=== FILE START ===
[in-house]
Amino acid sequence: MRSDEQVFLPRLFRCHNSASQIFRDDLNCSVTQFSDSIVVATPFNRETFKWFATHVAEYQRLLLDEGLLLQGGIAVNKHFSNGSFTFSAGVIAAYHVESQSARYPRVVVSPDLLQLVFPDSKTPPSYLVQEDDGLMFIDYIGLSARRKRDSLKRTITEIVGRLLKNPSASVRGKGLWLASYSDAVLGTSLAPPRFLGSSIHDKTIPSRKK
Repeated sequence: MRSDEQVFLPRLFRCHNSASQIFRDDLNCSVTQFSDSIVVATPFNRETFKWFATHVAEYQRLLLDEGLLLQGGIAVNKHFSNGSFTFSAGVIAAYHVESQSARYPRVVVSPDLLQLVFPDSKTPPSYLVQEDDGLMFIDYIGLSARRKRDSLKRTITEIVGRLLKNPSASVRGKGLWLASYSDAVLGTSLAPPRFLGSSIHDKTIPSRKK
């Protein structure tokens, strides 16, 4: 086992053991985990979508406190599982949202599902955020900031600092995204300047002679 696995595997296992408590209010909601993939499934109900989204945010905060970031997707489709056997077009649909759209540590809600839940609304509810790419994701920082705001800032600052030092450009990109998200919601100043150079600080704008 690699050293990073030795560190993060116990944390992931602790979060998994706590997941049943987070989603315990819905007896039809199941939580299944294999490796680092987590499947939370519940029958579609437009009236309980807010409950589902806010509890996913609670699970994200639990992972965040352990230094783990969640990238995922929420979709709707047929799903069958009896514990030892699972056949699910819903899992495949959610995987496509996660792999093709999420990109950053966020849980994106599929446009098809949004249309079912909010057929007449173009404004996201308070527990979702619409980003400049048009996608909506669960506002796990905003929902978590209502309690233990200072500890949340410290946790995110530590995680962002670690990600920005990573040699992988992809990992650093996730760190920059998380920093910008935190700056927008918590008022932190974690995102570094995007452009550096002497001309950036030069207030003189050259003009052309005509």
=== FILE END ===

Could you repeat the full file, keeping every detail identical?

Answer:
[in-house]
Amino acid sequence: MRSDEQVFLPRLFRCHNSASQIFRDDLNCSVTQFSDSIVVATPFNRETFKWFATHVAEYQRLLLDEGLLLQGGIAVNKHFSNGSFTFSAGVIAAYHVESQSARYPRVVVSPDLLQLVFPDSKTPPSYLVQEDDGLMFIDYIGLSARRKRDSLKRTITEIVGRLLKNPSASVRGKGLWLASYSDAVLGTSLAPPRFLGSSIHDKTIPSRKK
Repeated sequence: MRSDEQVFLPRLFRCHNSASQIFRDDLNCSVTQFSDSIVVATPFNRETFKWFATHVAEYQRLLLDEGLLLQGGIAVNKHFSNGSFTFSAGVIAAYHVESQSARYPRVVVSPDLLQLVFPDSKTPPSYLVQEDDGLMFIDYIGLSARRKRDSLKRTITEIVGRLLKNPSASVRGKGLWLASYSDAVLGTSLAPPRFLGSSIHDKTIPSRKK
């Protein structure tokens, strides 16, 4: 086992053991985990979508406190599982949202599902955020900031600092995204300047002679 696995595997296992408590209010909601993939499934109900989204945010905060970031997707489709056997077009649909759209540590809600839940609304509810790419994701920082705001800032600052030092450009990109998200919601100043150079600080704008 690699050293990073030795560190993060116990944390992931602790979060998994706590997941049943987070989603315990819905007896039809199941939580299944294999490796680092987590499947939370519940029958579609437009009236309980807010409950589902806010509890996913609670699970994200639990992972965040352990230094783990969640990238995922929420979709709707047929799903069958009896514990030892699972056949699910819903899992495949959610995987496509996660792999093709999420990109950053966020849980994106599929446009098809949004249309079912909010057929007449173009404004996201308070527990979702619409980003400049048009996608909506669960506002796990905003929902978590209502309690233990200072500890949340410290946790995110530590995680962002670690990600920005990573040699992988992809990992650093996730760190920059998380920093910008935190700056927008918590008022932190974690995102570094995007452009550096002497001309950036030069207030003189050259003009052309005509």